The construction of this coat was simpler than that of many other coats or jackets. Since sleeves are of off-shoulder type, there is nothing particularly difficult happening with shoulders – there are no shoulder pads or sleeve heads installed. The design did not ask for a vent either. Which in hindsight is a bit of a problem. The coat is quite narrow at hem, so the vent would have helped by adding wearing ease at hem. On the other hand, arguably it would have made the coat a bit more formal, and perhaps that’s why it is not there.

All in all the only tricky part of the coat construction process was the collar. As it always is. I just love this collar! It is very well designed and lays perfectly. I like it being wider than many other collars out there. And constructing it was also an ok process. Interestingly enough, this time around I managed to make the collar without any reference to the instructions. Afterwards I checked them out and saw that the method explained there was more tricky that the one I used. Perhaps I am slowly turning into pro! πŸ™‚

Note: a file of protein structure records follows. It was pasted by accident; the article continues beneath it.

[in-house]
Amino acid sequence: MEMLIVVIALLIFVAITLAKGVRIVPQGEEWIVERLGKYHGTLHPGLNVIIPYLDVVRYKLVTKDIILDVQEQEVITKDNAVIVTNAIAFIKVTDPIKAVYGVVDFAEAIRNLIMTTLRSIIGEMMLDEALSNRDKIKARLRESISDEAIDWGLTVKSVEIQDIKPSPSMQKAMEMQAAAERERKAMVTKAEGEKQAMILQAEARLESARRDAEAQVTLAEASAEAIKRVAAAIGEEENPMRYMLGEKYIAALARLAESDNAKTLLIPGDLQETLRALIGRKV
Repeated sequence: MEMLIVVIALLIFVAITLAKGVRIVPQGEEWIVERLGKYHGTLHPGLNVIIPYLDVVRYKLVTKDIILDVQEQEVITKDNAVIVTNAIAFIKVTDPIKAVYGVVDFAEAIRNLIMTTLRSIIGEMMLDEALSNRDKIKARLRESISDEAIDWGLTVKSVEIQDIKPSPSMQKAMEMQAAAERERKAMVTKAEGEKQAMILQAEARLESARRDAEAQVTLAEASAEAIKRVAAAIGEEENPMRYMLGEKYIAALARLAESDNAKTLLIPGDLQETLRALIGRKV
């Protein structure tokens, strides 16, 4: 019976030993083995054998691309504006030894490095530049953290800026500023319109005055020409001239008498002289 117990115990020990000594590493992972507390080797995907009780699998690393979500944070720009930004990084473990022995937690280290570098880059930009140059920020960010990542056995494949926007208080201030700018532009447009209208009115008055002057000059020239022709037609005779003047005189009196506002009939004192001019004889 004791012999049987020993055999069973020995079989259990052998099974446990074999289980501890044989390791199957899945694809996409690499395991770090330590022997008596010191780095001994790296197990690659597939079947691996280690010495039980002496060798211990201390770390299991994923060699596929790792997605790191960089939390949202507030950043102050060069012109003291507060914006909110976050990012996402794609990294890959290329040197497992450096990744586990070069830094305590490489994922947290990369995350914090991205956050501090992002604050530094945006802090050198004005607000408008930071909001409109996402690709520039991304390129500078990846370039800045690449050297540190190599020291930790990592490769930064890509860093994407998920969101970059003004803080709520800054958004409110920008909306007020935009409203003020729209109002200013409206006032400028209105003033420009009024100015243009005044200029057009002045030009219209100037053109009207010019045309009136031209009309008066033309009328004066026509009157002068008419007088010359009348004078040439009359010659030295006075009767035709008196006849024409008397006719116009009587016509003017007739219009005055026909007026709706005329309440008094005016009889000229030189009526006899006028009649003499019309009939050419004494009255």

What I found useful in constructing the collar was first attaching diagonal ends of the collar (and also undercollar) to the lapels, and only then cutting into the corner and attaching the main curve of the collar stand to the neck opening. This way it is easier to make that tricky corner lay nice and flat. I’ve seen this method used by Mimi G in some of her Youtube tutorials and can confirm that it works really well. Also, you wanna thread-mark all of the main corners and angles of the collar and lapels prior to constructing anything, if you want to be precise and create a truly beautiful collar.